I realise now that I've probably upset Magnetic Scrolls and Level 9 but let's count how many adventures they have released this year. . . Magnetic Scrolls one (not counting Jinxter winch I haven't played yet), Level 9 three (and that includes Silicon Dreams which is a redraft of the Snowball trilogy). Not very impressive really, not when you consider that Infocom can generally yield both quality and quantity. Having said that, the Austins and Anita Sinclair's company do create very good games . . . even if they are few and far between, and they are promising many more releases for 1988.

US Gold coupled with Adventuresoft have produced quite a nice selection throughout the year. February saw the release of Kayleth (a personal favourite of mine as it accurately predicts what will happen on Zyron in the very near future!) which was subsequently followed by Masters Of The Universe in April and Temple Of Terror in August, both enjoyable games which I feel deserved somewhat higher marks than those awarded by my predecessor. They all included attractive graphics (which did add something to the game atmosphere), more than adequate parsers and plenty to do and see. They provided adventurers with a challenge even if the gameplay itself was sometimes a touch iffy.

1987 has been the year of the GAC, good old Incentive's creation which has allowed so called adventure authors to input away GETTING ALL, EXAMINEing 'it' and scribbling infantile pictures. The finished product may then be sold, usually for extortionate prices, via established software houses, to the unsuspecting public. This is not GAC's fault by any means, it's simply the authors' lack of thought, effort and imagination put into the adventures in the first place.

March gave us the first release on Incentive's Medallion label, Apache Gold and Winter Wonderland (7.95 each!!), which, to be fair, were not dire by any means, although they tried very hard to be. Zodiac coupled with The Secret Of Life came my way in December; these two were also fairly bad, consisting of all those elements which do not a good adventure make: sudden deaths, extremely sparse descriptions and poor pictures. I refuse to drone on but I must just add that I cannot see the point of including puny graphics in a game when the memory available is only just sufficient to create a decent text-only adventure.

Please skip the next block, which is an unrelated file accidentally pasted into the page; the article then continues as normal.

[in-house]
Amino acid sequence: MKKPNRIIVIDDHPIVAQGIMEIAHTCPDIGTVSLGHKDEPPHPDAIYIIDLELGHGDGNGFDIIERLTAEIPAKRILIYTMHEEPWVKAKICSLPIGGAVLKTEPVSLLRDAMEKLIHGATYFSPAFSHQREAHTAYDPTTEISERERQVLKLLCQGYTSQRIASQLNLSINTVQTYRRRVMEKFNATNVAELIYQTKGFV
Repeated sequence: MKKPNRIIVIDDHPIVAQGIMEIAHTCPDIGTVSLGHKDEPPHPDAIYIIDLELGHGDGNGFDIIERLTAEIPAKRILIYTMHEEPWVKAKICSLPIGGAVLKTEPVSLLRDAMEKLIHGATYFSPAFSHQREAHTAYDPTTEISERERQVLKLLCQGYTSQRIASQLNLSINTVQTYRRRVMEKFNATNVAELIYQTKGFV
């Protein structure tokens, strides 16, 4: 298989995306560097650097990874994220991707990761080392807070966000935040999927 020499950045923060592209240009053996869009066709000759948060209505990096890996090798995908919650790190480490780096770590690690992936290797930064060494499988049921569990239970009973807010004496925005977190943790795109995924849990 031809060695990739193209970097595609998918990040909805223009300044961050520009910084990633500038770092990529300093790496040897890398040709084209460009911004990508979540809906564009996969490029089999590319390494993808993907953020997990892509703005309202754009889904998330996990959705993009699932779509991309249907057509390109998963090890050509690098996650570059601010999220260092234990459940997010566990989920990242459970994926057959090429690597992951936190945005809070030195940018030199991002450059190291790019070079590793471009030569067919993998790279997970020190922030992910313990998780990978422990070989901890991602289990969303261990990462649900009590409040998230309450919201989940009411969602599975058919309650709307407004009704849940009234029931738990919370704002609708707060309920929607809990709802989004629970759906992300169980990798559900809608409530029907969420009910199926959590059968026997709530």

This would be a good time to mention Rod Pike and his adventure Frankenstein (released via CRL). This was written using GAC and it shows what can be done when a little effort goes into the creation or adaptation of a story. I realise that the boffins at CRL added the graphics and sound, but the basic adventure was still as it would have appeared without any adjustments. It was well though out, beautifully atmospheric and a pleasure to play. Rod shows the way for all potential and existing adventure authors who need to use a utility. Look out for his next game which includes more than a touch of lycanthropy (an upmarket word for turning into a wolf).

GAC is a marvellous utility and I personally cannot wait for GAC Plus to materialise from Mr Ian Andrew's Incentive Software. Let's hope it inspires deeper plots with more intricate puzzles rather than just a rehash of the old and familiar.

Before I leave I must just depress you a little more by mentioning The Shadows Of Mordor! How many of you were weaned on The Hobbit? Who among you could not wait for Melbourne House to thrill us again with their adaptation of Tolkien's Lord Of The Rings? How many of you were disappointed . . . yes, so was I. Then in July of this year came Part 2, The Shadows Of Mordor. Surely this had to be a great improvement on Part 1; there is no way that Melbourne House could let this one reach the shops without ensuring its gameplay and content were at least on a par with The Hobbit. We all rushed out and bought a copy (yes I did!), eagerly loaded the thing and away we went . . . perhaps Part 3 will be good!